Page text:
Retired seniors traveling together in nature

8 destinations that feel international—but don’t require a passport!

Is traveling the world one of your retirement bucket list goals, but you’re finding it difficult due to budget restraints or health/mobility challenges? Or, are you ready to start exploring, but you simply don’t have a passport? Don’t hang up your wanderlust just yet! Check out these eight destinations that feel international—but don’t require a passport!

Visit the U.S. Virgin Islands (instead of Jamaica)

This Caribbean destination includes the islands of Saint Croix, Saint John and Saint Thomas, where you can soak up the sun on white-sand beaches, snorkel among coral reefs and windsurf on turquoise waters. In addition to enjoying nature, be sure to explore the islands’ Colonial heritage through a historical sightseeing tour.

Visit Boston, Massachusetts (instead of Great Britain)

Puritan colonists from England founded Boston in 1630—and the English influence still shows. Visit Acorn Street in Boston and experience the British feel of the narrow cobblestone street, brick row houses, and streetlamps. In the area, you can also find traditional British food and drink at pubs and tea rooms.

Visit Tarpon Springs, Florida (instead of Greece)

In the late 1800s, Greeks came to Tarpon Springs to harvest sponges, and today this Gulf coast town boasts the highest concentration of Greek Americans of any U.S. city. Visit the Sponge Docks and then stroll Dodecanese Boulevard. Here, you can visit shops and try delicious Greek food at authentic restaurants and bakeries.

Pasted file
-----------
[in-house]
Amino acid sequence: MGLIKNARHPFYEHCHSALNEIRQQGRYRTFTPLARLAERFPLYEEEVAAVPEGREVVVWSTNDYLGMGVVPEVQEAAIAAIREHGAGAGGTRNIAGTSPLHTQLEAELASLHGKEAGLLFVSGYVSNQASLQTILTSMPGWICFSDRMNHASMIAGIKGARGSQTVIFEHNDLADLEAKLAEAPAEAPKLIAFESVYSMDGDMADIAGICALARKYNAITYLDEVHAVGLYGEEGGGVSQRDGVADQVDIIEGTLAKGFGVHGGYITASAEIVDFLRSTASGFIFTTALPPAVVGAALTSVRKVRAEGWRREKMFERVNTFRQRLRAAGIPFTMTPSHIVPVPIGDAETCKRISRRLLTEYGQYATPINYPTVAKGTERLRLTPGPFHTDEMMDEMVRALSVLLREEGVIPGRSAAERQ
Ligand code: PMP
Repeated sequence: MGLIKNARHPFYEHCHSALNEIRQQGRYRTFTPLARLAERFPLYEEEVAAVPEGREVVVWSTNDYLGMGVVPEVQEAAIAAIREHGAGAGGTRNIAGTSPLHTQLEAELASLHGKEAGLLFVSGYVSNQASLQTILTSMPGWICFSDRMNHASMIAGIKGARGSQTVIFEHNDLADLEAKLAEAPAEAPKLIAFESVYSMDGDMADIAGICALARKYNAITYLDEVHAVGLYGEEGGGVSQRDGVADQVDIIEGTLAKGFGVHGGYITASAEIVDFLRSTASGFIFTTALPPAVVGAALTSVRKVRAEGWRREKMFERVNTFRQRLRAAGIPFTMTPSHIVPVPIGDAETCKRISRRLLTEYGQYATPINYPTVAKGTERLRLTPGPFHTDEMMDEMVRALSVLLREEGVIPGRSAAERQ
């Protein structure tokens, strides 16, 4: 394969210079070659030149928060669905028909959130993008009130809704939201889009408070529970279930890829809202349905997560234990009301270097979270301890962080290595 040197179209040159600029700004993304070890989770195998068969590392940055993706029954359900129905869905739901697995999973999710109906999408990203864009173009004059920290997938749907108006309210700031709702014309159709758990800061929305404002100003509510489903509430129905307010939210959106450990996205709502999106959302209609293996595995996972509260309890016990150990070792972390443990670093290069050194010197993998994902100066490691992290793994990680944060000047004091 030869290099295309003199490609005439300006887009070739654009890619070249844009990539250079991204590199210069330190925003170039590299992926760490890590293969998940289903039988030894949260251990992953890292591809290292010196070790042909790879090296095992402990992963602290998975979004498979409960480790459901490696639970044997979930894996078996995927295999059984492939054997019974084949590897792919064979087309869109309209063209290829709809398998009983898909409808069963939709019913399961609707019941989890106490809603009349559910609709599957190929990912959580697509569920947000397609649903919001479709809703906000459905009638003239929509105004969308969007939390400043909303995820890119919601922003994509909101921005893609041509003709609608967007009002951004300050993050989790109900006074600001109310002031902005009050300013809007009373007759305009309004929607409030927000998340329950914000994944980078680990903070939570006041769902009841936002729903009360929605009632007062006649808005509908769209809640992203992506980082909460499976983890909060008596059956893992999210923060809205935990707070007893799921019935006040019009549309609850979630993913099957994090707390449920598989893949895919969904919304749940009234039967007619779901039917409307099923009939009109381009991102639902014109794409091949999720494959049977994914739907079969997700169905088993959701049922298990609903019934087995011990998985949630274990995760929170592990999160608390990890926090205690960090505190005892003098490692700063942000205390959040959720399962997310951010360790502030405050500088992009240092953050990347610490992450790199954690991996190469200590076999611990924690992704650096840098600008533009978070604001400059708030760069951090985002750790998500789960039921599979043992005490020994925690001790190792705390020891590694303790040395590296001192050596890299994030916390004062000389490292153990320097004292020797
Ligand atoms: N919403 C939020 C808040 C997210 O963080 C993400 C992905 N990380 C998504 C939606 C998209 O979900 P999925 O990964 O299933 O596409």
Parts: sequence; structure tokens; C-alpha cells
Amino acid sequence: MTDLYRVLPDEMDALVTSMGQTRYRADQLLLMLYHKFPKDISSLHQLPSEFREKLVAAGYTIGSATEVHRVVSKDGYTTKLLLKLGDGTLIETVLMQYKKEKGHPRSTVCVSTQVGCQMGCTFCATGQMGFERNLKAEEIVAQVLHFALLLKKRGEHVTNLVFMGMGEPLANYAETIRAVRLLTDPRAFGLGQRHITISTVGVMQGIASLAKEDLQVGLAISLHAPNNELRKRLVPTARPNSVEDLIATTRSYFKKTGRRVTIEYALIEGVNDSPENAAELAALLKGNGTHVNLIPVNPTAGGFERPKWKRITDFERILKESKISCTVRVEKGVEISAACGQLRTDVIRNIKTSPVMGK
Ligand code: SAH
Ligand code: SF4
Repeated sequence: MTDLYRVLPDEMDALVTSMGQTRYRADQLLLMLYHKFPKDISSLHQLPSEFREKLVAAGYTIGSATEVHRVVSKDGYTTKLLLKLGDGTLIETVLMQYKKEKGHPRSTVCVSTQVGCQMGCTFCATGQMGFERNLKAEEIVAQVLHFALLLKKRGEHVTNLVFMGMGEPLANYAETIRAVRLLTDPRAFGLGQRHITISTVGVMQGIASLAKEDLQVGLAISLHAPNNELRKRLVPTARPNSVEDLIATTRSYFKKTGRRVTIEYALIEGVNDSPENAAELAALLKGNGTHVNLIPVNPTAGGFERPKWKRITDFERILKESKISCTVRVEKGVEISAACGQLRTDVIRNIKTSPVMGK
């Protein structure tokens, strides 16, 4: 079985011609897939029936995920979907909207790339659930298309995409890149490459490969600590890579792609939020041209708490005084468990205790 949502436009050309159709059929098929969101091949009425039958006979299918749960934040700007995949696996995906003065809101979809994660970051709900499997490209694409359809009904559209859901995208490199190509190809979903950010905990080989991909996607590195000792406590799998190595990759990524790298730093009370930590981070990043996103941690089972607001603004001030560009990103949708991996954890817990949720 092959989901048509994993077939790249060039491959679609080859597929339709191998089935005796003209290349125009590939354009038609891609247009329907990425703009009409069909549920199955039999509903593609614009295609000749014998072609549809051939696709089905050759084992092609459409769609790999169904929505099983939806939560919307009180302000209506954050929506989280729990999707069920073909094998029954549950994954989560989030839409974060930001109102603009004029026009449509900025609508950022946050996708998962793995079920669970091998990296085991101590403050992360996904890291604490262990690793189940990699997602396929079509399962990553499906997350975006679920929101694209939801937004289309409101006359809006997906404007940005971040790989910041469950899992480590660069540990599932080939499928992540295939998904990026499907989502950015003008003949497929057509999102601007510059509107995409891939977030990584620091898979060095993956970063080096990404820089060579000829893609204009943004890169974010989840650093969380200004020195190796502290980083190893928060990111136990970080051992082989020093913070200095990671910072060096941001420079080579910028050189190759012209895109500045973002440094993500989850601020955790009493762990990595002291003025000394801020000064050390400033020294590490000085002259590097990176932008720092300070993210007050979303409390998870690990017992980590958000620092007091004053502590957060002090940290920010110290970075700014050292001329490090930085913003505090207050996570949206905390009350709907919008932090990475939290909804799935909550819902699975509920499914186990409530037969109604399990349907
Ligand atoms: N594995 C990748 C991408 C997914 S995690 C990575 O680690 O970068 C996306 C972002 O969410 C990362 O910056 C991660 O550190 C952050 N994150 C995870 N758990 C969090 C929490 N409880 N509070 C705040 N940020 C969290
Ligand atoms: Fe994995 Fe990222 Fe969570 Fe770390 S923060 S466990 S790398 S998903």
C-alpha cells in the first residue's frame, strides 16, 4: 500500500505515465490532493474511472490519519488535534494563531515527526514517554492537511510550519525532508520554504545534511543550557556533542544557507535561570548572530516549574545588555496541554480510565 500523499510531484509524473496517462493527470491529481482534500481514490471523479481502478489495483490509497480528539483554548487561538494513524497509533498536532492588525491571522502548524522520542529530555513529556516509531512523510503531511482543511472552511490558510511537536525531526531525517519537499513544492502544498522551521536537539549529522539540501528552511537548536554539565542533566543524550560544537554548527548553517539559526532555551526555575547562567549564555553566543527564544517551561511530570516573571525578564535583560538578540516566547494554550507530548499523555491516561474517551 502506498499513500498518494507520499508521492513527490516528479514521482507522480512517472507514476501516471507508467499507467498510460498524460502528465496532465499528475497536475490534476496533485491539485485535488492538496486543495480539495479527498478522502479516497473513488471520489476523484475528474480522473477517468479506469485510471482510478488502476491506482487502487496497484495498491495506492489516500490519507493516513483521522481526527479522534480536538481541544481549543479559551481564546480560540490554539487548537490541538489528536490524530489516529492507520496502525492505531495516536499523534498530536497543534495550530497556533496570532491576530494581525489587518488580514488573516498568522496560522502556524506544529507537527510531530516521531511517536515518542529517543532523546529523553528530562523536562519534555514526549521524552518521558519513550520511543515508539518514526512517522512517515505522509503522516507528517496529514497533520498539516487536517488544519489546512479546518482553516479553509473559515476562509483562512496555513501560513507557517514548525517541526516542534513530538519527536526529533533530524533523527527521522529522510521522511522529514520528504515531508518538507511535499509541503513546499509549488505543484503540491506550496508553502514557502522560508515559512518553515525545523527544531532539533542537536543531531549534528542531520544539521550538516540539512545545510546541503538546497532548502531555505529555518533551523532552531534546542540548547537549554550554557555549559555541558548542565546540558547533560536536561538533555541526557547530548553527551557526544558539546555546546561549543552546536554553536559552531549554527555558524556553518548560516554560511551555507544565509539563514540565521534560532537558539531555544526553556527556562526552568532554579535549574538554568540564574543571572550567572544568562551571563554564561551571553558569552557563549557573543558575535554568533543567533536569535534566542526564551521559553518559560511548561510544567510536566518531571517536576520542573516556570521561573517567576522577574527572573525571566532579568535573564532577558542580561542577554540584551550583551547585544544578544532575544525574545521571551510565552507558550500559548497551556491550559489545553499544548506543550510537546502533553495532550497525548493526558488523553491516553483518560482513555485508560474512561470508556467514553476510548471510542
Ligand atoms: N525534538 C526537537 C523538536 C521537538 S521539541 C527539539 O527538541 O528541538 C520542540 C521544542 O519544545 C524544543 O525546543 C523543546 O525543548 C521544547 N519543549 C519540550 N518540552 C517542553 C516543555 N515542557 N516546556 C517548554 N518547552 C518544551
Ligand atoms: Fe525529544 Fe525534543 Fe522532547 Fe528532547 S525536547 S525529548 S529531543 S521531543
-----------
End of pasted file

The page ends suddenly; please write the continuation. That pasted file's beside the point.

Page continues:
Visit Holland, Michigan (instead of the Netherlands)

You’ll feel like you’re right in the Dutch countryside when you visit Holland, Michigan, which was founded by Dutch settlers in 1847. Visit in the springtime to enjoy the breathtaking fields of blooming tulips and authentic Dutch windmills. Then check out the living history Nelis’ Dutch Village and grab a bite at one of the authentic Dutch bakeries.

Visit New Orleans, Louisiana (Instead of France or Spain)

New Orleans was founded by French colonists and then ceded to Spain in the Treaty of Paris, leaving this city feeling like a mix of both countries. Visit the iconic French Quarter (aka Vieux Carre) to see Old-World architecture and to stroll the French Market. Be sure to try Creole cuisine, which is a fusion of French, Spanish, West African and Native American influences.

Visit Leavenworth, Washington (Instead of Germany)

In the 1960s, Leavenworth’s town leaders decided to take inspiration from the surrounding mountains and create an Alpine-inspired village. As you stroll through picturesque Leavenworth, you’ll feel like you’re visiting a quaint German village in the Bavarian countryside. Be sure to grab some schnitzel and bratwurst at one of the town’s authentic German restaurants.

Visit Healdsburg, California (Instead of Tuscany)

With rolling hills of vineyards and an abundance of wineries, the scenery of Healdsburg, California, will immediately transport you to the Tuscan countryside. This Northern California town is located along the same line of latitude as Tuscany, giving it a perfect climate for growing Tuscan grape varietals. The town’s authentic Italian cuisine is also a must.

Visit Epcot theme park at Walt Disney World in Orlando, Florida

Take a trip around the world in a day by visiting Disney World’s Epcot theme park. Epcot is home to the World Showcase, which features 11 countries including: Mexico, Norway, China, Germany, Italy, United States, Japan, Morocco, France, United Kingdom and Canada. Enjoy displays of traditional architecture, local arts, unique entertainment and authentic cuisine. Disney World is known as a great destination for wheelchair users, so is a good option if mobility is a concern for you.

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